0, even though in some books, you will find that natural numbers start with 1, we always assume

natural numbers start with 0.

So, the first 5 natural numbers are 0, 1, 2, 3, 4. So, this is our generator, take every n in this and

transform it to without doing any further filtering. We are not asking for the first 5 odd n

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numbers or the first 5 numbers which have some other property, we just take, taking the first 5

numbers. Now, imagine that we change this question to the first 500 natural numbers, then

though we can write it out explicitly, it is rather tedious.

So, we have to replace the small list of 5 numbers by a long list of 500 numbers. And remember,

we are not really allowed to write dot, dot, dot if we are being mathematically precise. So, we

actually have to physically write out these 500 numbers. Now, this is not terribly convenient. On

the other hand, we can define the first 500 numbers quite easily using set comprehension.

So, we can say, give me all the natural numbers, that is the generator, but restrict the natural

number to be less than 500. So, remember that the first 500 natural numbers are going to be 0 up

to 499. So now, this says that this set X is actually this long set here which we have written

explicitly. So, we have replaced that very long and tedious expression by a much more compact

expression, which captures exactly the same set. So now, we can have a much more readable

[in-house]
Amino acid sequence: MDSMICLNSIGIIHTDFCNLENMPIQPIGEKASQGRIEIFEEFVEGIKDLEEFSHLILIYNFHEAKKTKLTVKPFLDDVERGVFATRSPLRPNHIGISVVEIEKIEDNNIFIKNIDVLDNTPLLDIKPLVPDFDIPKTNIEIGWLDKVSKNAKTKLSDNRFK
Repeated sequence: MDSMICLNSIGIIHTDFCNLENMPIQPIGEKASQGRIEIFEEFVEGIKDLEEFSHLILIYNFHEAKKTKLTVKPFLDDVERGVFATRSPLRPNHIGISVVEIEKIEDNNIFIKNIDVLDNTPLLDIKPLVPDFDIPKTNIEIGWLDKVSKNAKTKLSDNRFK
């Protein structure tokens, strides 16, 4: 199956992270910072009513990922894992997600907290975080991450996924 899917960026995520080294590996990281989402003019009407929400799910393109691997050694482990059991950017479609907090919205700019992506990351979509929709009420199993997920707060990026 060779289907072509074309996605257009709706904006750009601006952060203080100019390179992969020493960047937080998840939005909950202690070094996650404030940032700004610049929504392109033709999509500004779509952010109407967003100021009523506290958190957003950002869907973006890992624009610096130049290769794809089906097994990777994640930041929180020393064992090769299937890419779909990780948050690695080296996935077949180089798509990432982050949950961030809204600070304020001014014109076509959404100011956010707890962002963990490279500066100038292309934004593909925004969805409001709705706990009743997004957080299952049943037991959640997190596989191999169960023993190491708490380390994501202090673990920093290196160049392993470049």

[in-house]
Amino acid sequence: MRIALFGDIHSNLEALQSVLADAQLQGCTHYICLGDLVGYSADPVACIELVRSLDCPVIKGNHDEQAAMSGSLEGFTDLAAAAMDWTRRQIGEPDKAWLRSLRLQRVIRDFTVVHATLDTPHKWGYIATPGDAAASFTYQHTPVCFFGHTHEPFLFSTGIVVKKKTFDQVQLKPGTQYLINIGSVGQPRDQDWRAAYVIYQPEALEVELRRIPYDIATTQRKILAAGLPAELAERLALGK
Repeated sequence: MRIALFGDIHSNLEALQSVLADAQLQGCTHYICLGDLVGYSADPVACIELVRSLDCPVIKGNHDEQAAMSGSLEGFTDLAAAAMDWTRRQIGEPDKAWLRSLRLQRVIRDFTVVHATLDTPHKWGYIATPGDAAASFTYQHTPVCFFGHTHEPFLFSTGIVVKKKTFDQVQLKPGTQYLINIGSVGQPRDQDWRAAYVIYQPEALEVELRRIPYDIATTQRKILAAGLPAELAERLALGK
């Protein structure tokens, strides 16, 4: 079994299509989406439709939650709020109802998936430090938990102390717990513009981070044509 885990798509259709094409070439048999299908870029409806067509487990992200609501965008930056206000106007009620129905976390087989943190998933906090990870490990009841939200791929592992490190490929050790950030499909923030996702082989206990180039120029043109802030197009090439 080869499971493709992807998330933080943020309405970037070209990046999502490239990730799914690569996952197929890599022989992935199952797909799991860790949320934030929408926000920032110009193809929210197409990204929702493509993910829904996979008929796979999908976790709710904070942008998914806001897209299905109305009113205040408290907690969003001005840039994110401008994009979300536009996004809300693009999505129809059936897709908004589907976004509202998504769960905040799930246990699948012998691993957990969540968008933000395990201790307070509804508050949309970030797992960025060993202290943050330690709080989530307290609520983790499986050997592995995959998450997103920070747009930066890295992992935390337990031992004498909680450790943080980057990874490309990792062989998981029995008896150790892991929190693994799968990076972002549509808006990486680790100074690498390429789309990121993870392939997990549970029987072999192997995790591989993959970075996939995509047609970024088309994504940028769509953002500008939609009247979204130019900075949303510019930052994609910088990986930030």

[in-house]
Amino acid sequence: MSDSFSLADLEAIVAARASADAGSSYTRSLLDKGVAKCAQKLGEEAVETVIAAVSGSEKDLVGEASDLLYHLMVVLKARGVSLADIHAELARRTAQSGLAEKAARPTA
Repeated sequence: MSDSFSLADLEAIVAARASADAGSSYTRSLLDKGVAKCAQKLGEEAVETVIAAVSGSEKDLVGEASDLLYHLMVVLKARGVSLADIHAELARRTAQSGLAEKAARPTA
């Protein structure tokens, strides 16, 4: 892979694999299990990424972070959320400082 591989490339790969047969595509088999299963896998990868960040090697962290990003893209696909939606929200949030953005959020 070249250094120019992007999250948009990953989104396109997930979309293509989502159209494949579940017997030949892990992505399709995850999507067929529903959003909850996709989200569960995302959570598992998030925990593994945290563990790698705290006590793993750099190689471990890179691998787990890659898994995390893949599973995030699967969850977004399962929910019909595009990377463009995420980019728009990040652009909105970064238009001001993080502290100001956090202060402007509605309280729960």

version of these cubes of the first 500 natural numbers.

As an intermediate set, we generate the set X, set X = {n | n ∈ N, n < 500 }. And then we take

this as the generator and we say, okay, take every n which belongs to this X. So now, we know

that x is restricted to 0 to 499. And then, take the cubes of these numbers, so we get n cubed in

this range. So, this is one other use of set comprehension, which is to make our definitions more

readable and understandable and less tedious to write.

So, let us look at one more round of examples. So, we saw this before, we talked about perfect

squares. So, we said that some integers are squares of other integers and some integers are not

squares. In particular, those which are not squares, their square roots are actually irrational. We

proved for instance, in our supplementary lecture, that the is irrational. So, perfect square is √2

an integer such that its square root is also an integer. So, this is what this says, give me all the

integers, which satisfy the condition that their square root is also an integer.

So, the square root of small z also belongs to a set of integers, give me all set Z and call it a

perfect square. Now, notice that the square must be positive, we have already discussed this

because you multiply 2 negative numbers, you get a positive number, you multiply 2 positive

numbers, you again get a positive number. So, in fact, a perfect square must always be

non-negative, it could be 0.

So, we could as well assume that the target set is generated by the set of natural numbers. And